The Tyrrell P34 commonly known as the “six-wheeler,” was a Formula One race car designed by Tyrrell’s chief designer Derek Gardner. The car used four specially manufactured 10-inch-diameter wheels and tires at the front with two standard-sized wheels at the back—it used disc brakes from a Mini Cooper on those front wheels. The six-wheeled Tyrrell was considered to be one of the most radical entries to succeed in F1 competition and was one the most recognizable design in the history of world motorsports. And while that was in 1978, Hispano-Suiza did it first—in 1924.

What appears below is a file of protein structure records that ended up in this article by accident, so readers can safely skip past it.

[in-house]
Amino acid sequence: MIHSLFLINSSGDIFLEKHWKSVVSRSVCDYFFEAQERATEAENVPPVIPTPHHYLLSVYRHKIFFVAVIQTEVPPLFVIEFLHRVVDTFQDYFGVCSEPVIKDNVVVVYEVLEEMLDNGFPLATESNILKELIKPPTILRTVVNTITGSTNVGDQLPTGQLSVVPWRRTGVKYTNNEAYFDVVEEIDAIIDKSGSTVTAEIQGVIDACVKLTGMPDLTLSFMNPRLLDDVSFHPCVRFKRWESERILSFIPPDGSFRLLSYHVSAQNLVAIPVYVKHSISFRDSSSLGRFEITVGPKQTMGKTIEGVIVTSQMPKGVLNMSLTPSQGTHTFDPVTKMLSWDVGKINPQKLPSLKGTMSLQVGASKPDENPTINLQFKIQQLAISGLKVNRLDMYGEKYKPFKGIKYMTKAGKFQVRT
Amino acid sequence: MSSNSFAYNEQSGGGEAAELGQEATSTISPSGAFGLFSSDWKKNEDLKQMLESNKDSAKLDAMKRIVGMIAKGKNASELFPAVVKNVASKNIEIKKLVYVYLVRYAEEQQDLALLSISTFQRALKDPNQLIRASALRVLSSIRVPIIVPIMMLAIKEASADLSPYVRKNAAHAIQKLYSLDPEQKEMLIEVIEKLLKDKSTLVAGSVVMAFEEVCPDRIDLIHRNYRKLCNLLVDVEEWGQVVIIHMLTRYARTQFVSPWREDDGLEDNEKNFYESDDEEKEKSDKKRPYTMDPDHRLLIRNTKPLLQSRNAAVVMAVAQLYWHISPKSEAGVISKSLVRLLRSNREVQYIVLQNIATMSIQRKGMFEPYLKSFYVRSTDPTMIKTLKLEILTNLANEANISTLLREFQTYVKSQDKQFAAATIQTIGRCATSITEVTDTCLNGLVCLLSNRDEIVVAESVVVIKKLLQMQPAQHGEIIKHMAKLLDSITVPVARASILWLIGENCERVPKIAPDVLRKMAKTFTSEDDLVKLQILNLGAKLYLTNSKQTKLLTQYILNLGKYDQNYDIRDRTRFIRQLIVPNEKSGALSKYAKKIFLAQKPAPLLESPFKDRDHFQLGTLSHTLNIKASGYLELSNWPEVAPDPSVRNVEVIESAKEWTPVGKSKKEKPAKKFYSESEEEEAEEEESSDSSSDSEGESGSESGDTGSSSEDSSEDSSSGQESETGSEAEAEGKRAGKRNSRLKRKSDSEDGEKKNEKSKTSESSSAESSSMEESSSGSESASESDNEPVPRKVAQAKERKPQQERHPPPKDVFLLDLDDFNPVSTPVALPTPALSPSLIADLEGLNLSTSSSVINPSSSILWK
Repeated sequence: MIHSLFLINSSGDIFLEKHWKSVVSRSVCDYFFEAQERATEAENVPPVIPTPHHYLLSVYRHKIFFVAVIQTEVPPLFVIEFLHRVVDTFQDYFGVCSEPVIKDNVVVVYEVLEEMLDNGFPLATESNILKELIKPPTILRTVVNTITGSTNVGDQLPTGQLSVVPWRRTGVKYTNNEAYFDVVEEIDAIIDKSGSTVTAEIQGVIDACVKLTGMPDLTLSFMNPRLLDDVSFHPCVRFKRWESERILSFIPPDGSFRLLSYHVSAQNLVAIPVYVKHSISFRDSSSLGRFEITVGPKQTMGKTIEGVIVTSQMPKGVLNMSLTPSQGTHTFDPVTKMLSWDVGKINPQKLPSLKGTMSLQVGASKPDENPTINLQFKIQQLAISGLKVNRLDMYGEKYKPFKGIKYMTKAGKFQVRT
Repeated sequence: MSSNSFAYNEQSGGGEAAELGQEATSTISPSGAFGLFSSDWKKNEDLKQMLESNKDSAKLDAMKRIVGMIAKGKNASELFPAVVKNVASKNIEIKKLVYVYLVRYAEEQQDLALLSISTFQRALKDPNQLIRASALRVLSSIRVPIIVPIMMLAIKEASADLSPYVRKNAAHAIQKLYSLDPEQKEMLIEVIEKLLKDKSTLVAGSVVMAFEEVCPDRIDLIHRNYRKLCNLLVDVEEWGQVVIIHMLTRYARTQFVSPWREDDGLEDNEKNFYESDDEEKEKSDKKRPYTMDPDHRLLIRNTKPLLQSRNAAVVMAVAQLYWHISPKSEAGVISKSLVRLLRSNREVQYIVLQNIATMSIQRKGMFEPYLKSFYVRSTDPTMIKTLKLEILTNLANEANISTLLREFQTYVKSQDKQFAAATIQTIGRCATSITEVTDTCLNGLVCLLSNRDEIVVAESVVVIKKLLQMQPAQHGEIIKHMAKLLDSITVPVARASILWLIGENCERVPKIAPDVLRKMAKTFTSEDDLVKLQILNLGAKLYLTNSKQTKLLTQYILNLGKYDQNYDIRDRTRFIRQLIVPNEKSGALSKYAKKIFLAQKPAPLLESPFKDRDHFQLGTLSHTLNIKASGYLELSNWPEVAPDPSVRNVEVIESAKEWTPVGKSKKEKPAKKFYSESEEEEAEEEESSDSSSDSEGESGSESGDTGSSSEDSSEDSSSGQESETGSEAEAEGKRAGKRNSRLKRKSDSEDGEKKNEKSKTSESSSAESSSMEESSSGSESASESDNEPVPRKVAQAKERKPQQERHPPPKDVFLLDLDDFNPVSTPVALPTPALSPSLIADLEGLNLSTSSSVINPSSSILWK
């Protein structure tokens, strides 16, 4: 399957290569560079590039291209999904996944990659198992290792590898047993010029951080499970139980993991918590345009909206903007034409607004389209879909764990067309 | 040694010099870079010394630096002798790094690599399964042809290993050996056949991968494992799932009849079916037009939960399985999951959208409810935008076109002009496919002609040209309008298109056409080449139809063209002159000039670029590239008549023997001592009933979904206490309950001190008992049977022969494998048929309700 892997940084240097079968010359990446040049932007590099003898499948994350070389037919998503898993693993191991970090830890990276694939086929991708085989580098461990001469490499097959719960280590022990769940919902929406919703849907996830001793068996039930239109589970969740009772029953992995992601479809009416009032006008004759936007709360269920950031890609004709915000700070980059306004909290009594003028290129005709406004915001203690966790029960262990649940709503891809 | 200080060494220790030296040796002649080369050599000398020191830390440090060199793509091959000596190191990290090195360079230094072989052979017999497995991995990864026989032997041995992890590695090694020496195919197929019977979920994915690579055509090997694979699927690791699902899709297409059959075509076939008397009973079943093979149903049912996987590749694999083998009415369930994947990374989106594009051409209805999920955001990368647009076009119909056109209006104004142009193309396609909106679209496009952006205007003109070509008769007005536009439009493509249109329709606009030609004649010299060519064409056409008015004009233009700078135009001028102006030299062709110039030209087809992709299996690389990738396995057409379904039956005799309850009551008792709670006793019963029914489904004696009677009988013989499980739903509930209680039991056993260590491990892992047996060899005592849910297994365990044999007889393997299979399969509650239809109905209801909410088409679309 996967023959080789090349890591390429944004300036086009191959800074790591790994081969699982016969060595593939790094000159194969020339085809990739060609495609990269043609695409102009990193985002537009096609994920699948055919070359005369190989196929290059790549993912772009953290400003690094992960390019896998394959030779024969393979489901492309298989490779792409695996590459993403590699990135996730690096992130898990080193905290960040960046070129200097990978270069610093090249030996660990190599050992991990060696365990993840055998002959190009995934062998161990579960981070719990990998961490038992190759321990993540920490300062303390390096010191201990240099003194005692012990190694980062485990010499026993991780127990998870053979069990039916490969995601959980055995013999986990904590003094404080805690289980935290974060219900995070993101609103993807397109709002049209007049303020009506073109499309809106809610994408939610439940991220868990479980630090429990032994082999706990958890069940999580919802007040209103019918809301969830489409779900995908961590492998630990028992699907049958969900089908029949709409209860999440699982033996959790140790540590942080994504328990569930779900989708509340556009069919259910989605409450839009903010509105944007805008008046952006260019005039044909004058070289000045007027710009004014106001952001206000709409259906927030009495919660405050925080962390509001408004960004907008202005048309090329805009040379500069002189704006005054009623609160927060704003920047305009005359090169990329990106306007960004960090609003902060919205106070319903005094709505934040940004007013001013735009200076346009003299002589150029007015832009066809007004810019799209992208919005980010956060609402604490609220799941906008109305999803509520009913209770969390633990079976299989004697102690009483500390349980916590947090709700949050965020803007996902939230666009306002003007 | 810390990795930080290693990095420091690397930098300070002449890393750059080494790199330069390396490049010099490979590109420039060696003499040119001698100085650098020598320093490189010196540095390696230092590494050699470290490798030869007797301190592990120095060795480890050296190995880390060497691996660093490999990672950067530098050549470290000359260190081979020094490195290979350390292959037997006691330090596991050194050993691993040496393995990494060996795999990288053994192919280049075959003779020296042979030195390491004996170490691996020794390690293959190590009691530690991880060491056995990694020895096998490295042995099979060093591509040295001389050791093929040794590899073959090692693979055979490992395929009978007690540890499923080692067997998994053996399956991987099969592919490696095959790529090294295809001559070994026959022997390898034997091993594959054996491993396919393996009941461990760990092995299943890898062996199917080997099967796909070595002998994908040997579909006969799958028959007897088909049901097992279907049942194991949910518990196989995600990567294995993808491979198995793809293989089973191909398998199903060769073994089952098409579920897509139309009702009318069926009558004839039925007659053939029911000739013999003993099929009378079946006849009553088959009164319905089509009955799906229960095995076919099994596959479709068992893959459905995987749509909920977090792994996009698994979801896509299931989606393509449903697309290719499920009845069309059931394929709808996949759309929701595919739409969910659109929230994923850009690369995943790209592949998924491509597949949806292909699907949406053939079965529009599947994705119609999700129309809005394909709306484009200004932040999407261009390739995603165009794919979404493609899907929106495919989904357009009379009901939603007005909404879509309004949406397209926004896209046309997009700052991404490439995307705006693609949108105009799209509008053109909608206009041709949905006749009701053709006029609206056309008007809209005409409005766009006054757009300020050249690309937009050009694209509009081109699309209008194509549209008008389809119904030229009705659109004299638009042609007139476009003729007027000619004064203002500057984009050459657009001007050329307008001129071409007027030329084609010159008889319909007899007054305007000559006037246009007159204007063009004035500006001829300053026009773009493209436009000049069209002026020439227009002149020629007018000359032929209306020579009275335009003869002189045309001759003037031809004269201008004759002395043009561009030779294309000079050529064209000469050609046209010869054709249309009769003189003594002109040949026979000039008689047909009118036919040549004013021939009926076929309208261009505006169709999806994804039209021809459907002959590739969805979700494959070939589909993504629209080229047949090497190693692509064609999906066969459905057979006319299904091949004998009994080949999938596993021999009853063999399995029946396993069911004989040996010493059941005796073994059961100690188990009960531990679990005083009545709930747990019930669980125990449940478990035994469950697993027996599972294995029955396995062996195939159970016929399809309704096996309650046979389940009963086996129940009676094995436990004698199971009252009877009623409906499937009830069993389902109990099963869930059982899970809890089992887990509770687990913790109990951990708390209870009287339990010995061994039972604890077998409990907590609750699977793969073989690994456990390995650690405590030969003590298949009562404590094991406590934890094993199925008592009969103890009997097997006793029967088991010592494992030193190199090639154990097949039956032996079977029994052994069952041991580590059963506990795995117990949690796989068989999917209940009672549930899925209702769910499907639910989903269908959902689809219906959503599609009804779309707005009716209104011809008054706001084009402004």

Hispano-Suiza was a Spanish automotive and engineering firm known for its luxury cars but the above car, a 1924 Victoria town car, was built in the company’s French factory and cost $35,000 at the time. I shot this photograph in Denver’s Forney Museum of Transportation to show the extreme length of the car and give some taste of the ambiance of the Forney. Shot in color with Canon EOS 60D and Sigma 18-35mm f/1.8 DC HSM lens (at 18mm) with an exposure of 1/40 sec at f/2.8 and ISO 800. It was then processed in Color Efex Pro.